Former Prime Minister Tony Blair has urged faith groups to link together in a bid to improve international development.

Speaking in London on Sept. 14, Blair said the role of world faiths as “galvanizers” for justice and aid should not be underestimated.

Having seen faith in action for himself, he understood its value more now than he had done during his years as prime minister, he admitted.

Blair acknowledged the interdependence of faith and government and called on the development community to recognize the need for faith communities in combating injustice and delivering health care in developing countries. He added that “it didn’t make sense” for faiths to work apart.

“If you come together through specific actions, you start to learn from each other. When faith communities collaborate for justice, there is a double payoff: things get done and respect between them grows,” he said.

His talk – the first in a series of seminars on New Perspectives on Faith and Development, on behalf of the Tony Blair Faith Foundation, Department For International Development, Islamic Relief, World Vision and Oxfam – also drew on a new report from the Woolf Institute of Abrahamic Faiths, “Keeping Faith in Development.”

The report, which aired joint findings from development organizations World Jewish Relief, Islamic Relief and Christian Aid, stated the importance of good interfaith relationships to delivering aid shown through symbolic gestures between faiths, such as pooling resources.

Blair cited the example of more than $300,000 from World Jewish Relief following the 2005 Pakistan earthquake given to an Islamic organization to support victims.

Such gestures marked the start of “a new type and level” of commitment by people of faith working together, he said, adding they would generate an atmosphere of trust and understanding, both at the grassroots and internationally.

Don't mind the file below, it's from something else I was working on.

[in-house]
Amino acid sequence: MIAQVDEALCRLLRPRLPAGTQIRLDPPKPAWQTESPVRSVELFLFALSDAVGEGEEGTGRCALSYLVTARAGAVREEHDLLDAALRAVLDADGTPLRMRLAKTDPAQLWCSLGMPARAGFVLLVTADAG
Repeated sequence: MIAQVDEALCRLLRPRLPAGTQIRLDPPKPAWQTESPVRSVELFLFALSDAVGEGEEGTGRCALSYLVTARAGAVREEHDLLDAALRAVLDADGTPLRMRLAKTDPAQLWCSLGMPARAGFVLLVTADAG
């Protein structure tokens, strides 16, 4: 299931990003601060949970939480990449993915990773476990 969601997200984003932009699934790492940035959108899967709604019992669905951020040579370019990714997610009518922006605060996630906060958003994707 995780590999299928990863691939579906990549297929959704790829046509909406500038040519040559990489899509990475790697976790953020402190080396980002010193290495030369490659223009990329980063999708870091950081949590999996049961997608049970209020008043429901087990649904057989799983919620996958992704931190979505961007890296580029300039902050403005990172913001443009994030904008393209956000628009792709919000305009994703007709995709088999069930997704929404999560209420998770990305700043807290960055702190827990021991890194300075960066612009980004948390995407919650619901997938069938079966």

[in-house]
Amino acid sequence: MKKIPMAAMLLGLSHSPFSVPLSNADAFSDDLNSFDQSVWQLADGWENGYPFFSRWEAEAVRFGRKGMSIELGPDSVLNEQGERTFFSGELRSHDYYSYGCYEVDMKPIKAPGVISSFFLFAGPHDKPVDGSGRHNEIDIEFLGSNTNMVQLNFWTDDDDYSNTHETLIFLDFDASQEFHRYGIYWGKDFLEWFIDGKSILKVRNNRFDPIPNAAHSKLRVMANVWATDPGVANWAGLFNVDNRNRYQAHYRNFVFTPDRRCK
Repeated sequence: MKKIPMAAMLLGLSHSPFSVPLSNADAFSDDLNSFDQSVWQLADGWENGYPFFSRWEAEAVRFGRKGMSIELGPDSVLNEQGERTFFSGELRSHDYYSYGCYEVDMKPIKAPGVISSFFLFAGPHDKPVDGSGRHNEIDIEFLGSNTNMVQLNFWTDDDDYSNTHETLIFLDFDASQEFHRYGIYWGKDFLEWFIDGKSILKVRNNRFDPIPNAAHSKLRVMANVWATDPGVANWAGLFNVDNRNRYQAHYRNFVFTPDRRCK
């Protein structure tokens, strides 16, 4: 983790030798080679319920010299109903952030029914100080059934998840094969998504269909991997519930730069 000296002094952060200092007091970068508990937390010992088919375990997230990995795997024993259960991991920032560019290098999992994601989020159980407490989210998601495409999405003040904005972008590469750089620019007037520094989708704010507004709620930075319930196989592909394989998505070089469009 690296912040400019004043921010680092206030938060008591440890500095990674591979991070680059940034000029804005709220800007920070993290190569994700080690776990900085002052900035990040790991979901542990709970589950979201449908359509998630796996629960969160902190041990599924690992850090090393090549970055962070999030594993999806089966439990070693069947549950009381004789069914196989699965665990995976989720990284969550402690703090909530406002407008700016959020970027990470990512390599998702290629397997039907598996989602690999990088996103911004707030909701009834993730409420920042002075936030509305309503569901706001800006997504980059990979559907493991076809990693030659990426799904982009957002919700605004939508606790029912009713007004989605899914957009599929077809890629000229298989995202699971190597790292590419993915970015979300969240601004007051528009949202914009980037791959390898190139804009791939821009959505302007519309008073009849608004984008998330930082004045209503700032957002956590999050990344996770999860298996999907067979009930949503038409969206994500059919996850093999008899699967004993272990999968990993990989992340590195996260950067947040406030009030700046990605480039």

“Nothing from the financial crisis to climate change can be solved except by nations acting in unison,” Blair said. “I’d argue that the major unifying value needed for global alliances is a sense of justice, universally accepted and applied.”

He urged faiths to approach each other with mutual humility.

“We should be humble enough to accept that we cannot either circumscribe or define adequately God’s will. So though we may disagree with those of another faith, though we hold true to our own faith, we should not have the arrogance merely to tolerate a person whose faith is different, but instead respect them as an equal.”

The best way to do so, he said, was through an expression of shared values in action, an ideal his Tony Blair Faith Foundation was built upon.

The misjudgments surrounding faith are profound, Blair said, adding that he feared education was failing young people in religious understanding and tolerance. The best teacher for this would be direct interaction between those of all faiths and none.

He recognized the inevitable divisions in people of differing religions, specifically on issues of gender equality, sexuality and contraception. Blair appeared relaxed as the floor was opened for questions, though some felt he had avoided difficult issues. There was also no mention of his Catholic faith and the Catholic Church’s issue with contraception when discussing the role of faith groups in the prevention of diseases, including HIV/AIDS.

The influence of faith, far from dying, may well be growing, he said. Faith groups should have greater pride in their ongoing work in aid and development.

“It is true the faith community has issues it must confront and overcome. It is true also that, in recent years, most mainstream religious groups have been prey to the influence of extremist groups. Some of the worst actions have been committed by people of faith, but also some of the best.”

“The faith world is not going to disappear. Faith matters. It matters, in fact, whether you are religious or not. It matters because it inspires people to act.”

This article appeared originally in The Baptist Times of Great Britain.

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